Music Review: Toro Y Moi’s ‘Anything in Return’

Toro Y Moi, stage name for recording artist and music producer Chaz Bundick, has been an influential player in the chillwave scene since listeners first took notice of his single “Blessa” in 2010. 

Toro Y Moi's 'Anything in Return’ builds on a retro house feel.
Toro Y Moi’s ‘Anything in Return’ builds on a retro house feel.

His latest album, “Anything In Return,” which released on Jan. 22, steps away from that chillwave background, and instead builds on a retro house feel. Somewhere between his last album and this newest release, Bundick has truly gotten in touch with his inner 80’s baby, a trend seemingly taking over the modern electro-pop scene with others like Theophilus London and Com Truise who have retrofitted their music. This old school vibe and the “less is more” mentality of “Anything In Return” gives it a simplistic, yet devastatingly catchy sound from which I, for one, could not pull myself away.

The first song on the album, “Harm and Charge,” starts out at a hypnotizing steady pulse, but with the introduction of the vocals transforms into a suave and relaxed R&B sound. It drags the listener like this through its entirety leaving him in a state of question, an appropriate tone for the entire album.

The thick synth production in “Say That” and “So Many Details” sets a thrilling background for Bundick’s effortless, almost lazy, vocals. The combo gives the songs a feeling of importance, but then again “there’s no reason to rush.” Every word sounds like an epic proclamation of love.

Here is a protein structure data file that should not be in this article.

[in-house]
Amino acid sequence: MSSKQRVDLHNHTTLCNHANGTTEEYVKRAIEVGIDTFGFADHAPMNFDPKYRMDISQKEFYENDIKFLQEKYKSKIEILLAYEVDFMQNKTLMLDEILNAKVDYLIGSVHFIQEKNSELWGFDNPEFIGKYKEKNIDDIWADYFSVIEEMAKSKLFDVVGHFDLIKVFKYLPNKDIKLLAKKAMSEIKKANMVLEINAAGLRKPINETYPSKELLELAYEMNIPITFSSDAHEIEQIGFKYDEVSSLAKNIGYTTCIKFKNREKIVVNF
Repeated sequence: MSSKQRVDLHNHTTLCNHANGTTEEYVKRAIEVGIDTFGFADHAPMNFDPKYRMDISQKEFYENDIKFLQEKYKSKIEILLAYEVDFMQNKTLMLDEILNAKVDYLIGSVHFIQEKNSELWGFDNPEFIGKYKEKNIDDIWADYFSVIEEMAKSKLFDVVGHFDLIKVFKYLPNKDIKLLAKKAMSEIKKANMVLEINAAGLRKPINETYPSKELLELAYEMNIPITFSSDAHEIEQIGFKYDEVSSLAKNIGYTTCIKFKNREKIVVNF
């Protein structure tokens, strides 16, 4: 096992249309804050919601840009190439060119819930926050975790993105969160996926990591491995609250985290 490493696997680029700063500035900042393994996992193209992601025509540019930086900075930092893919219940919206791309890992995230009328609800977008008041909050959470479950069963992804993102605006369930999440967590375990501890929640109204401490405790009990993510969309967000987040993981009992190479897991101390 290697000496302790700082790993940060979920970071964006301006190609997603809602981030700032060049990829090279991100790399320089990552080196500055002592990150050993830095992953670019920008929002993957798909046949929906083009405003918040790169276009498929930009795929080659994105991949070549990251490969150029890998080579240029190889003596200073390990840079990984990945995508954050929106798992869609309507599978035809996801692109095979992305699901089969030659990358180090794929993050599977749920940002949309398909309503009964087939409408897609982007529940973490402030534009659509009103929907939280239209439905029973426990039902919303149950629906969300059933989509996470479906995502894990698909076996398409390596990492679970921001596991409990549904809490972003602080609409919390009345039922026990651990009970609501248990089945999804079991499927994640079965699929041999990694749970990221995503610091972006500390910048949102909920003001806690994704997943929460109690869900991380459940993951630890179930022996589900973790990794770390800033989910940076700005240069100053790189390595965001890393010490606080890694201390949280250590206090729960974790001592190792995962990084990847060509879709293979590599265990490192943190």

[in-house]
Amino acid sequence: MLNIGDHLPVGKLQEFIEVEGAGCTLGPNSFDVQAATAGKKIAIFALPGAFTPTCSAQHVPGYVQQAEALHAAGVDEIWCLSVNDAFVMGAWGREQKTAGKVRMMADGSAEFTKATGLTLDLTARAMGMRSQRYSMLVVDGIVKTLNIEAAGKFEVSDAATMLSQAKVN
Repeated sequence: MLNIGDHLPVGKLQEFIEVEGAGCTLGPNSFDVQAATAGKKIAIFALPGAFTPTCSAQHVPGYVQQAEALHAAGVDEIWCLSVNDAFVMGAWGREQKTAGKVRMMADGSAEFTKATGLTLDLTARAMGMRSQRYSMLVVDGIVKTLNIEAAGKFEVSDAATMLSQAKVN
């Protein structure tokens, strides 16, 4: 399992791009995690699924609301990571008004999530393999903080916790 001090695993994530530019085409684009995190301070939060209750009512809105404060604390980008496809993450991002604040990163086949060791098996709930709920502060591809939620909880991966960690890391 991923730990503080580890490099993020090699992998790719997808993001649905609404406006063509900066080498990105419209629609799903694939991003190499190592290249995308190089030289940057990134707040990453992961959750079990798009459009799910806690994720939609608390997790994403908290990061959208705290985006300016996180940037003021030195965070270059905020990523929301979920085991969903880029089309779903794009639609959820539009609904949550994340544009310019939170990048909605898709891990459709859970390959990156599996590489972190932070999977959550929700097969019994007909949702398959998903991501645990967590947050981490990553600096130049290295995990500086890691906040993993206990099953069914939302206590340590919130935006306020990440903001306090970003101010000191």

But then the listener is hurled into a spiraling tunnel of sound with “Rose Quartz” and he is not quite sure where the light is until vocals enter. This is a common theme throughout the album, but Bundick’s vocals are the road map, helping you make sense of the world painted by the avant-garde production.

Further into the album, it takes on a funky alternative R&B production with soulful vocals, especially in “Grown Up Calls” and “Day One.”

This a sound that would feel right at home on Frank Ocean’s “Nostalgia, Ultra,” but not in a Coldplay-suspiciously-similar way. Rather, Bundick has simply drawn influence from the up-and-coming alternative R&B genre. The only downfall of this album is simply that it feels like 13 songs, instead of one album.

Set to stand by themselves, each individual song is a model representation of creative production and emotional lyrics, but as an album they just don’t build off of each other.

But, I’m okay with that. Chaz is doing something new, and I like what I hear thus far.

I would strongly suggest you take a listen to “Anything In Return” and decide for yourself.

Rating: 7.6/10 

View the music video for “So Many Details,” one of the songs on the album:

Matthew Leonard

Matthew Leonard served as a staff writer for the 2012-2013 academic year.

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